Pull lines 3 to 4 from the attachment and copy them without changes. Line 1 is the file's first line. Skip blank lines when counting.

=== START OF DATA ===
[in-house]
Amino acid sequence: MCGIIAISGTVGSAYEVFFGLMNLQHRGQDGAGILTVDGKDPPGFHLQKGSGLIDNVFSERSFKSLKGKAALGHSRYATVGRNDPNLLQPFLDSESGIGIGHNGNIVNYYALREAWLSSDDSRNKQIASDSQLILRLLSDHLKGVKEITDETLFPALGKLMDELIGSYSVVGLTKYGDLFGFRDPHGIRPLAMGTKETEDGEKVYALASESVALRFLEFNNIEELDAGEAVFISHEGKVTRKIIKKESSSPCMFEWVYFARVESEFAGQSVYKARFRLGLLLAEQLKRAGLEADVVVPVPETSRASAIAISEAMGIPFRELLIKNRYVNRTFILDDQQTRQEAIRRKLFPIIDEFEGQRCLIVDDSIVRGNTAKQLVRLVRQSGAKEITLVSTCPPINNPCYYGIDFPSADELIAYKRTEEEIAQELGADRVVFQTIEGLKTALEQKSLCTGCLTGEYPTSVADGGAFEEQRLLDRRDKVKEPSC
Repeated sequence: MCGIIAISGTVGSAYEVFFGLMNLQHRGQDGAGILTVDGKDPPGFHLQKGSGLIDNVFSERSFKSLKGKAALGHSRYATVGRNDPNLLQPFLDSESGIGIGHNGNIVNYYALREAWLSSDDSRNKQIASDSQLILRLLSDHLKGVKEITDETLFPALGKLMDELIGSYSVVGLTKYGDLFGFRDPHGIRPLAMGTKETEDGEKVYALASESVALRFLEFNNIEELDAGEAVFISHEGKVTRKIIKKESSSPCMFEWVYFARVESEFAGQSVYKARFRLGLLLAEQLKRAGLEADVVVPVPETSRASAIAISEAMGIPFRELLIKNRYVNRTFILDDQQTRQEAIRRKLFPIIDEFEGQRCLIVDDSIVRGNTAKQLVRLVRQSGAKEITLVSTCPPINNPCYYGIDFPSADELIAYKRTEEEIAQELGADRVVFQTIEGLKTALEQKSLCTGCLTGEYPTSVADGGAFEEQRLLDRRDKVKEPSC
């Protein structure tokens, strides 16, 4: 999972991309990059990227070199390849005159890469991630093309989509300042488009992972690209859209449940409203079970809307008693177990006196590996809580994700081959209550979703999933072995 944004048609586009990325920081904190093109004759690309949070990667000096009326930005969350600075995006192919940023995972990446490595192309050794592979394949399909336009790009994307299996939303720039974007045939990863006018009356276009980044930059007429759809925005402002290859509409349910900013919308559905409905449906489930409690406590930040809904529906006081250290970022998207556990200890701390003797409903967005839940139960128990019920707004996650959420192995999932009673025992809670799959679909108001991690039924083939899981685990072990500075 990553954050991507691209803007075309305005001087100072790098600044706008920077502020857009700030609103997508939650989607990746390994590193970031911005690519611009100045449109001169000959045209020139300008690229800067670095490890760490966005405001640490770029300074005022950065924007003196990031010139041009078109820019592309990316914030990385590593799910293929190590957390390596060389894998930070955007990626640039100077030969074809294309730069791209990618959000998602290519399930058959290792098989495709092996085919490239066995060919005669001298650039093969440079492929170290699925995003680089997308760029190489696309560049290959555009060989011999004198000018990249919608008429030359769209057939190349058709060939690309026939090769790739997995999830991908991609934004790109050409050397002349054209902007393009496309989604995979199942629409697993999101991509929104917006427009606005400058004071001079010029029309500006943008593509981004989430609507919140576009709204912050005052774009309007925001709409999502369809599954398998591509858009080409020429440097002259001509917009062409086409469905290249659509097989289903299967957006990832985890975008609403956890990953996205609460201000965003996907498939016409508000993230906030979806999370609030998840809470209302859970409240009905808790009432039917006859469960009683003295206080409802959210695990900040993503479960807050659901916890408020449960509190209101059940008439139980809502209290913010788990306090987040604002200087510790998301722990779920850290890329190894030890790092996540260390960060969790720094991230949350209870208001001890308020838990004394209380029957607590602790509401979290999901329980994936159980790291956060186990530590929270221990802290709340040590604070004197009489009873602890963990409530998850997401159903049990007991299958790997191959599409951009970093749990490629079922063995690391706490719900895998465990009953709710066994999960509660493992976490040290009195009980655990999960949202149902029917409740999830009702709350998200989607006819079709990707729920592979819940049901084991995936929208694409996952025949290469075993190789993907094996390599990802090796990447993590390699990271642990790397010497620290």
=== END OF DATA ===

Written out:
Repeated sequence: MCGIIAISGTVGSAYEVFFGLMNLQHRGQDGAGILTVDGKDPPGFHLQKGSGLIDNVFSERSFKSLKGKAALGHSRYATVGRNDPNLLQPFLDSESGIGIGHNGNIVNYYALREAWLSSDDSRNKQIASDSQLILRLLSDHLKGVKEITDETLFPALGKLMDELIGSYSVVGLTKYGDLFGFRDPHGIRPLAMGTKETEDGEKVYALASESVALRFLEFNNIEELDAGEAVFISHEGKVTRKIIKKESSSPCMFEWVYFARVESEFAGQSVYKARFRLGLLLAEQLKRAGLEADVVVPVPETSRASAIAISEAMGIPFRELLIKNRYVNRTFILDDQQTRQEAIRRKLFPIIDEFEGQRCLIVDDSIVRGNTAKQLVRLVRQSGAKEITLVSTCPPINNPCYYGIDFPSADELIAYKRTEEEIAQELGADRVVFQTIEGLKTALEQKSLCTGCLTGEYPTSVADGGAFEEQRLLDRRDKVKEPSC
């Protein structure tokens, strides 16, 4: 999972991309990059990227070199390849005159890469991630093309989509300042488009992972690209859209449940409203079970809307008693177990006196590996809580994700081959209550979703999933072995 944004048609586009990325920081904190093109004759690309949070990667000096009326930005969350600075995006192919940023995972990446490595192309050794592979394949399909336009790009994307299996939303720039974007045939990863006018009356276009980044930059007429759809925005402002290859509409349910900013919308559905409905449906489930409690406590930040809904529906006081250290970022998207556990200890701390003797409903967005839940139960128990019920707004996650959420192995999932009673025992809670799959679909108001991690039924083939899981685990072990500075 990553954050991507691209803007075309305005001087100072790098600044706008920077502020857009700030609103997508939650989607990746390994590193970031911005690519611009100045449109001169000959045209020139300008690229800067670095490890760490966005405001640490770029300074005022950065924007003196990031010139041009078109820019592309990316914030990385590593799910293929190590957390390596060389894998930070955007990626640039100077030969074809294309730069791209990618959000998602290519399930058959290792098989495709092996085919490239066995060919005669001298650039093969440079492929170290699925995003680089997308760029190489696309560049290959555009060989011999004198000018990249919608008429030359769209057939190349058709060939690309026939090769790739997995999830991908991609934004790109050409050397002349054209902007393009496309989604995979199942629409697993999101991509929104917006427009606005400058004071001079010029029309500006943008593509981004989430609507919140576009709204912050005052774009309007925001709409999502369809599954398998591509858009080409020429440097002259001509917009062409086409469905290249659509097989289903299967957006990832985890975008609403956890990953996205609460201000965003996907498939016409508000993230906030979806999370609030998840809470209302859970409240009905808790009432039917006859469960009683003295206080409802959210695990900040993503479960807050659901916890408020449960509190209101059940008439139980809502209290913010788990306090987040604002200087510790998301722990779920850290890329190894030890790092996540260390960060969790720094991230949350209870208001001890308020838990004394209380029957607590602790509401979290999901329980994936159980790291956060186990530590929270221990802290709340040590604070004197009489009873602890963990409530998850997401159903049990007991299958790997191959599409951009970093749990490629079922063995690391706490719900895998465990009953709710066994999960509660493992976490040290009195009980655990999960949202149902029917409740999830009702709350998200989607006819079709990707729920592979819940049901084991995936929208694409996952025949290469075993190789993907094996390599990802090796990447993590390699990271642990790397010497620290």